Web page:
First appearance – The Bat Jet
A Gothic Take On Batman
OOOOP it’s only my favourite comic book writer of all time writing my favourite comic book character. Hope that I’m not really biased on this one….ooop think I might be.
I read Gothic years and years ago when I was first getting into Batman. I took the plunge on it because I’d seen it mentioned in many top 10 lists for books on the character. On first read I enjoyed it. It ticked a lot of boxes and was well paced. It wasn’t my favourite but I still had a good time. Maybe it was “New Year’s Eve Syndrome”. It had been hyped up and didn’t really deliver…ever (New Years Eve..not the book).
Years passed (added for dramatic effect) and I read more and more. I never really appreciated how much of a bloody genius Grant Morrison was until I read his run that began in Batman and Son and Ended with Batman Inc. from that run he firmly placed himself as my favourite Batman writer.
This is my return to the book after reading that seminal run, I now know what to expect from Morrison. All his intricacies that I never really noticed before were now red flags to me and I’ve got a keen eye going into them for this book.
So…let us begin.
“Gotham City Is Hell And I Am The King Of Hell”
The art in the book is very very Dark Knight Returnsy so it’s no surprise that Klaus Janson, the artist in this book did a lot of work on the aforementioned title. However, the problems that I have with TDKR’s Art are non existent here. The characters are a lot easier to make out, their expressions very readable and Janson has provided a realistic and grounded feel to the book that keeps in with the tone of the prior chapters. There is a brilliant death trap later in the story that Janson illustrates with a method and precision that demonstrates just how good he is. His use of paneling is natural and helps to keep the stories pace fast when it needs to be and slower in those tense moments. I honestly think this is one of his best pieces of work. It’s not perfect though, the art is a bit cartoony at time and blocky, a bit like John Romita Jr but more refined. I enjoyed it, however it is probably one of the weaker entries in the run. That’s not because Janson is bad, just the previous artists were amazing.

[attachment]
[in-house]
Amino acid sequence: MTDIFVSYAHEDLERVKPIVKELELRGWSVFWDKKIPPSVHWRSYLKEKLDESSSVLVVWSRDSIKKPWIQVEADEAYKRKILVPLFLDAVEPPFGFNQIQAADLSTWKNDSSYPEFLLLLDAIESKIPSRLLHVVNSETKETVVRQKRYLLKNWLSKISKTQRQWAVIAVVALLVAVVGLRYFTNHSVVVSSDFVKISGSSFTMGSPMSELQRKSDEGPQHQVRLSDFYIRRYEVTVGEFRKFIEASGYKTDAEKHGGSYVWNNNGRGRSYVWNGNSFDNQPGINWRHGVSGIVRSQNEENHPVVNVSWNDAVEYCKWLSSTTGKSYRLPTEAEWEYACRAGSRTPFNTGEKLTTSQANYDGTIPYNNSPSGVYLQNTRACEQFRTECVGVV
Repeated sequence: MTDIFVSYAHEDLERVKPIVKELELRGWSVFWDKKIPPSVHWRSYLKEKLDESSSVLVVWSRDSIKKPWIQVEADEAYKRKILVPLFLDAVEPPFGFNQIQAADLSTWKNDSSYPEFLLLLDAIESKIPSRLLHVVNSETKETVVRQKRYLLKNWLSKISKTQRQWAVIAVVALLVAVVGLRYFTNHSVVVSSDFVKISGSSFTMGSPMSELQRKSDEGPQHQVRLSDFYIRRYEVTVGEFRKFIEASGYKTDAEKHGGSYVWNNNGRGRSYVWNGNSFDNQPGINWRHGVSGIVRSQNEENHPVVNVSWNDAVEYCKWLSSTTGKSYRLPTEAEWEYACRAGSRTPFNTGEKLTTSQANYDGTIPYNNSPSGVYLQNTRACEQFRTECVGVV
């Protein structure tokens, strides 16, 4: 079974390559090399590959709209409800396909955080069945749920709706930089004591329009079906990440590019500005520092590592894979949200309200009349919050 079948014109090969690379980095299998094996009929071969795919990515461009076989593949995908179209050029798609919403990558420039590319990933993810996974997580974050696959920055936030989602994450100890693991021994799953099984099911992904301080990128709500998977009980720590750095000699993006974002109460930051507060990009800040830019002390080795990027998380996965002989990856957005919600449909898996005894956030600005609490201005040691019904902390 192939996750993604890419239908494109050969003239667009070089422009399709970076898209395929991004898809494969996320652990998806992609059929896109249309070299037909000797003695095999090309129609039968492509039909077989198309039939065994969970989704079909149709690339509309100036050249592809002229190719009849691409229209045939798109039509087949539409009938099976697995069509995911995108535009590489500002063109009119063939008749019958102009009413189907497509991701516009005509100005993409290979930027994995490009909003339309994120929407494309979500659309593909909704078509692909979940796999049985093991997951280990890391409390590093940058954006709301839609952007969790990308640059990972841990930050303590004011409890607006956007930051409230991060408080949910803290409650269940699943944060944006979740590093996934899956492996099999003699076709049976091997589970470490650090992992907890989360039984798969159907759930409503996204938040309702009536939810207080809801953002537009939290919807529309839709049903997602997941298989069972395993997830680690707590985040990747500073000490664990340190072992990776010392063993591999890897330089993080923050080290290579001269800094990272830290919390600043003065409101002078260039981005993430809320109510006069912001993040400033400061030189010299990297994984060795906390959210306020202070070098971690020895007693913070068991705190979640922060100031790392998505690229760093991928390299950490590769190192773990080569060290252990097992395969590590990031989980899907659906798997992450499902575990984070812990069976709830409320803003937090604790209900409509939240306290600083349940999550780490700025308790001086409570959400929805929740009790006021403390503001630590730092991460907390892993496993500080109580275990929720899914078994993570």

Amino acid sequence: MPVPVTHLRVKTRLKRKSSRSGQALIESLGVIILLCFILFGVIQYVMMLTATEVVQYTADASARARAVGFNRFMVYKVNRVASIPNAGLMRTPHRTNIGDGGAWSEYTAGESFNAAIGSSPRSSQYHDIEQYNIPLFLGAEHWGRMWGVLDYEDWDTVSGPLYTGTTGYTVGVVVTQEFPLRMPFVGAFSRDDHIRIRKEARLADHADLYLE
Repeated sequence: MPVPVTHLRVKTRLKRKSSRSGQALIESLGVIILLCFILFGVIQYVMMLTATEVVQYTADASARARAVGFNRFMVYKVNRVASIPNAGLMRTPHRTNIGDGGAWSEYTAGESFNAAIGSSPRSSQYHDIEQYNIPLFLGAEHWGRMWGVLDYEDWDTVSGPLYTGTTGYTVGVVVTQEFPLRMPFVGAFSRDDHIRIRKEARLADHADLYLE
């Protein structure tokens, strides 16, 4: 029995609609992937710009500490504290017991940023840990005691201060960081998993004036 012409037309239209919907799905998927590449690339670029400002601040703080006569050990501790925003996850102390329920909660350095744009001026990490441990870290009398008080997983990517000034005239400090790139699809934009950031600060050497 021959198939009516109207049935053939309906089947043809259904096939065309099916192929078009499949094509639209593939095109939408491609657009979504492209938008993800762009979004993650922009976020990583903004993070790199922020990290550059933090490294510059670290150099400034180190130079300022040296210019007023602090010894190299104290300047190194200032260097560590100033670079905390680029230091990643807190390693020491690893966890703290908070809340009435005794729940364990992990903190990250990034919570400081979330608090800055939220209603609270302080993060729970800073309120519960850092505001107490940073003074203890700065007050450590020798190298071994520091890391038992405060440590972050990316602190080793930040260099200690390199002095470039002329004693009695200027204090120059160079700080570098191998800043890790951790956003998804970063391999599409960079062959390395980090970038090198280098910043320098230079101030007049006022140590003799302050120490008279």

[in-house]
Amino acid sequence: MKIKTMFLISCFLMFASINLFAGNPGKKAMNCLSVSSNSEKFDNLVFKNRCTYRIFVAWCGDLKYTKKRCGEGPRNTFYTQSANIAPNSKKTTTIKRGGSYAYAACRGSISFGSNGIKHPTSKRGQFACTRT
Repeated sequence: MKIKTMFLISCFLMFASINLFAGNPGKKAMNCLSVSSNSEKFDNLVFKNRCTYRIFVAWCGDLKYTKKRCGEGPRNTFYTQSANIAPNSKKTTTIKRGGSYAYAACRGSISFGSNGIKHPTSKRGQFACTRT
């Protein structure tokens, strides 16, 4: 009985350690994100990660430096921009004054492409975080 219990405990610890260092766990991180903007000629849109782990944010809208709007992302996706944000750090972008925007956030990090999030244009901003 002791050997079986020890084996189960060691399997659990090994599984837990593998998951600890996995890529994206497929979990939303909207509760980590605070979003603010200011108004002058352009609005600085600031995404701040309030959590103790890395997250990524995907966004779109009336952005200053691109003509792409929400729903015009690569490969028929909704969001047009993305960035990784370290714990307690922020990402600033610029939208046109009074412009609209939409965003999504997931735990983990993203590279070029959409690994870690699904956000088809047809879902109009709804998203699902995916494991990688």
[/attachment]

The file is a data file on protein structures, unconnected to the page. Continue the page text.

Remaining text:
“It’s not good to see me, for scum like you it’s never good to see me”
The story begins with the mysterious Mr Whisper (bit like Mr. Kipling but for Whisper Bars) returning to Gotham City and taking down the mobsters that had wronged him 20 years earlier. The mobsters are more scared of him than they are of Batman. He has no shadow, he can’t be killed, he cuts knives with butter, he smokes like…..40 a day, he leaves the toilet seat up, he’s the most evil man in the world.
The mobsters are that scared that they call for Batman, using an inverted bat signal. Batman tells them they can rot for all he cares but he soon gets dragged into the frey when the mysterious Mr. Whisper has begins haunting his dreams. I mean what would you do, you’re a billionaire playboy dreaming of lingerie models and some old guy in a trench coat, possible flasher, starts popping up. You’d want revenge!!!
One Hell Of A Read
The book is very religious and throughout there are many references to heaven, hell, God and the Devil. Batman early on states that Gotham City is hell and that he is the devil.
The king of hell.